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The weeds are as high as …

Today, the Bureau of Meteorology released its October statement. The headline: ‘wetter than average’. There were 20 days with rainfall this month, with Olympic Park recording a monthly rainfall total of 110.4 mm, the highest October rainfall total since 2010.

The grass, and the weeds, have responded with record growth, leading to complaints about lawn mowing across Port Phillip.

The City of Kingston got off on the front foot, writing on its facebook page ‘The grass is getting a little long in some of our parks and reserves, and we wanted to let you know that we’re working on it. Recent weather has made for perfect grass-growing conditions but has left many of our parks and reserves very wet, making them difficult to access for mowing. We appreciate your patience and understanding during this unpredictable weather period, and are working hard to get our local areas looking great for the busy spring and summer months ahead! (October 24th)

The pace and rate of growth has highlighted another issue. As reported on *PS Media, Port Melbourne’s Stephen Blair became increasingly frustrated with seeing the grass so long on some of Port Phillip’s more prominent median strips. Failing to get a satisfactory response from the authorities, Blair took to the Beaconsfield median strip, suitably hi-vized, first with a hand mower, and then a ride-on mower, in a move calculated to interrupt the buck passing of which the Council and the Department of Transport was accused.

The genesis of this situation goes back to 2020 when, driven both by a desire to cut council expenditure and respond to the loss of revenue incurred during the pandemic, the Council sought feedback via its online platform on which programmes and services could potentially be cut. Mowing the medians was one option identified.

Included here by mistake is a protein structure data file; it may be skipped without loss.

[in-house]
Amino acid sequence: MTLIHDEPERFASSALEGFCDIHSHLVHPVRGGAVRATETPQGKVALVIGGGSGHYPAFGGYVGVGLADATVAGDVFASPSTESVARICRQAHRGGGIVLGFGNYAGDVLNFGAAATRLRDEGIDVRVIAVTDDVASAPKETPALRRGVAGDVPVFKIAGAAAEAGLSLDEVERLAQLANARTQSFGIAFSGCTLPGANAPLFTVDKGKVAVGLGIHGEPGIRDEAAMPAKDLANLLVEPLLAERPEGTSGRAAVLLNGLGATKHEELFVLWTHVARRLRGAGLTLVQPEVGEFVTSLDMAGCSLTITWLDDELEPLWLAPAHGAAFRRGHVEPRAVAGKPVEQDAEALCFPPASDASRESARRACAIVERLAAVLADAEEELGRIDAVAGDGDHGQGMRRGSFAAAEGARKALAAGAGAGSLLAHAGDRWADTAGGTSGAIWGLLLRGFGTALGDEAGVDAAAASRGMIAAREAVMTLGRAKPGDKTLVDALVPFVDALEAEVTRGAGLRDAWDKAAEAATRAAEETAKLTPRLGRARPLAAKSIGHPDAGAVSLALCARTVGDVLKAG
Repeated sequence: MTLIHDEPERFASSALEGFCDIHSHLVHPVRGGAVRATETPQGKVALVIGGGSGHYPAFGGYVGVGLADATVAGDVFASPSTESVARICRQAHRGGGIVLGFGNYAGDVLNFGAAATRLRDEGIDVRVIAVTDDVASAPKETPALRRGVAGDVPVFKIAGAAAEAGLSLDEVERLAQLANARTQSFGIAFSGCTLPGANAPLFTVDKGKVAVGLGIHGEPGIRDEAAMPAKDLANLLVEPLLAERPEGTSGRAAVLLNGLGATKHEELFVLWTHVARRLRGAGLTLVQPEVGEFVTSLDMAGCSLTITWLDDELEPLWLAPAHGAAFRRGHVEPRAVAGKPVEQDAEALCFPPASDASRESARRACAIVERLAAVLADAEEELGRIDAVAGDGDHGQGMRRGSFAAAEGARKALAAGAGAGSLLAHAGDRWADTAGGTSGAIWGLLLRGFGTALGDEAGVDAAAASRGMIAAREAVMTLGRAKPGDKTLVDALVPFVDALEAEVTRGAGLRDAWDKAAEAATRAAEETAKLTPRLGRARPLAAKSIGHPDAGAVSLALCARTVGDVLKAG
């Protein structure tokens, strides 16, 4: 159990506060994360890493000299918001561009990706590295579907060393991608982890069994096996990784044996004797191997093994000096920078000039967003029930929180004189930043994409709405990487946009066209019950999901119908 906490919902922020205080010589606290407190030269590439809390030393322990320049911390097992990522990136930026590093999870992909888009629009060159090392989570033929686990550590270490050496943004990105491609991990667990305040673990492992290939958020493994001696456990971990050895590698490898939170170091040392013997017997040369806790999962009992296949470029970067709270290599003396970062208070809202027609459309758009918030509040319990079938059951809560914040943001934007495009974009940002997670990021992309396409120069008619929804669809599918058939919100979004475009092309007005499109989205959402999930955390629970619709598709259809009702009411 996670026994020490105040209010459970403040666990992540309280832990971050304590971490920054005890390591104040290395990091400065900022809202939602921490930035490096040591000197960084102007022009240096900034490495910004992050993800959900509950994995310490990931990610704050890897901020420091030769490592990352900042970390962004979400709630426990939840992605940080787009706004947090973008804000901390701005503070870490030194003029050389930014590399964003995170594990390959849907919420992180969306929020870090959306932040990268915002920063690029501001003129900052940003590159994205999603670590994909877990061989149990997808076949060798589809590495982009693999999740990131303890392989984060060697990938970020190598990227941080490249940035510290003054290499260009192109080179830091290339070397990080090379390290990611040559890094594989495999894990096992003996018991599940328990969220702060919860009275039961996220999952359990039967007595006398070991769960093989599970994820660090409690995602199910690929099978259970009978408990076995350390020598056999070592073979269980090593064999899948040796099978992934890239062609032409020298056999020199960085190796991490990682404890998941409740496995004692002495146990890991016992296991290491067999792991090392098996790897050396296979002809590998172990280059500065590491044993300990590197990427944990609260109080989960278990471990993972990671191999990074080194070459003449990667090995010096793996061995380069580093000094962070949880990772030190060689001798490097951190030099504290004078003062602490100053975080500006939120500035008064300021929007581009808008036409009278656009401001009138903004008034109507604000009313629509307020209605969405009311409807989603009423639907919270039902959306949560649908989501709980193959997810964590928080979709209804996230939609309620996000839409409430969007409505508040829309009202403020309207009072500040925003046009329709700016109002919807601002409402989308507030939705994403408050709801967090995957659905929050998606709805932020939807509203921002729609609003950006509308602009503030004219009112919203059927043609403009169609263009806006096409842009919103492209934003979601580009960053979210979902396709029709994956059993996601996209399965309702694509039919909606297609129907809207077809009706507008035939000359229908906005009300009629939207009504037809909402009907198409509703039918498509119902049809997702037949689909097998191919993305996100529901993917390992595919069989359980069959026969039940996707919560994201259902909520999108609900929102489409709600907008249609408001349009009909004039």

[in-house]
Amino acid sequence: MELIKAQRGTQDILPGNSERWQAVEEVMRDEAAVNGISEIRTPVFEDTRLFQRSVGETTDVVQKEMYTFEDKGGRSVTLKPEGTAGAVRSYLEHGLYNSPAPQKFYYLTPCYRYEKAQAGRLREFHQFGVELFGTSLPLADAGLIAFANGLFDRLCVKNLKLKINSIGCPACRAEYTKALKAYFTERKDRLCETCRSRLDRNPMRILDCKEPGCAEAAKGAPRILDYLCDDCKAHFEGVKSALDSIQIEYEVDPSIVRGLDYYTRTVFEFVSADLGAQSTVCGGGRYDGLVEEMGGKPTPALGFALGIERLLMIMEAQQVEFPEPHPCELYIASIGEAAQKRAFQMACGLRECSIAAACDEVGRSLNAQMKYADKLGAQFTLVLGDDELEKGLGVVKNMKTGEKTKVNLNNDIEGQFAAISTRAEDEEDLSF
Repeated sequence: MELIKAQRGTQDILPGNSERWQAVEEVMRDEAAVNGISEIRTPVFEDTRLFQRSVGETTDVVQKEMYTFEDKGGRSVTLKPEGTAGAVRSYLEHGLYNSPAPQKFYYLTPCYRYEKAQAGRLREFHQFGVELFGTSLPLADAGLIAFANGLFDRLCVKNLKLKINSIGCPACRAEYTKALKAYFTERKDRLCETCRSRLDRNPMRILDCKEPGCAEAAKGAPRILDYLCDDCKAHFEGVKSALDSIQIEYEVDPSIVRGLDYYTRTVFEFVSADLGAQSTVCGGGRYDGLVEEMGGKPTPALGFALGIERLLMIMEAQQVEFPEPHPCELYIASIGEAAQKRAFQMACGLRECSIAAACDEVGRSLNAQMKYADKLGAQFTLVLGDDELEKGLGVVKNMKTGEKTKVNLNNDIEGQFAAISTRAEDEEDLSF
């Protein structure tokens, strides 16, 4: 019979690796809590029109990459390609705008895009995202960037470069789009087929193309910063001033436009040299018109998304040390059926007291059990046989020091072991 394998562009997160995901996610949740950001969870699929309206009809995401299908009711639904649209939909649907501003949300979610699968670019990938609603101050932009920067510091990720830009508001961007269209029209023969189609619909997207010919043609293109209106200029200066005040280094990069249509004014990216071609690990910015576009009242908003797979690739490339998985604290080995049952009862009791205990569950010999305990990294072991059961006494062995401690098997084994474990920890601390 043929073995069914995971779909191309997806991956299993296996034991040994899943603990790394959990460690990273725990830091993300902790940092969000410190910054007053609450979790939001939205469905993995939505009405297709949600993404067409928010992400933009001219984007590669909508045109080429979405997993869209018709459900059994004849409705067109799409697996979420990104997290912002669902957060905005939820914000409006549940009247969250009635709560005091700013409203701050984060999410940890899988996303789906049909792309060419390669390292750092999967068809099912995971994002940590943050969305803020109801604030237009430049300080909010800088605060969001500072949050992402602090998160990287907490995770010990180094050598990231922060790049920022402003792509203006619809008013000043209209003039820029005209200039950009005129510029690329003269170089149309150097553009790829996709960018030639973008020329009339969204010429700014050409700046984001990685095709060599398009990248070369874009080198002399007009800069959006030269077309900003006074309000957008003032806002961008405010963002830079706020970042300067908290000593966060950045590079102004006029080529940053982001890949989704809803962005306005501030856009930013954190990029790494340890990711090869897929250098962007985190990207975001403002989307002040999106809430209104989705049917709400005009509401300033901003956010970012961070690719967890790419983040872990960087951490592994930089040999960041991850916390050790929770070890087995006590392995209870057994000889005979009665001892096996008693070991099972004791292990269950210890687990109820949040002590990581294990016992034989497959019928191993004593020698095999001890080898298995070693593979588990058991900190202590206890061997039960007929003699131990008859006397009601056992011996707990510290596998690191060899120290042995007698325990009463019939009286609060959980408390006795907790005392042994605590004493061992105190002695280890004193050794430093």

The responsibilities of council and the Department of Transport are meticulusly described in the Council’s Road Management Plan. Local roads are the responsibility of the Council, whereas arterial roads are the responsibility of the Department of Transport, or D o T for short. Arterial roads are the major roads that connect local roads to the broader network such as Beaconsfield Parade, Pickles St, and Ingles St. Bay St is an arterial road too. Its dishevelled state doesn’t help with Bay Street’s civic pride.

As the pop up bike lanes controversy revealed, people in Port Phillip are very proud of ‘local visual amenity’; and this untidiness is a source of irritation across the municipality from Brighton Rd to Bay St.

For many, many years, it was a convention that the Council maintained the median strips on arterial roads even though it cost more than they were re-imbursed, as it presented the municipality as a coherent, cared for place.

European honey bees love the cape weed

Some cities in Europe and the US encourage ‘no mow’ areas in early spring before other flowers are out for pollinators.

In the untidy medians, weeds of every description flourish. These bees relish the Cape Weed flowers.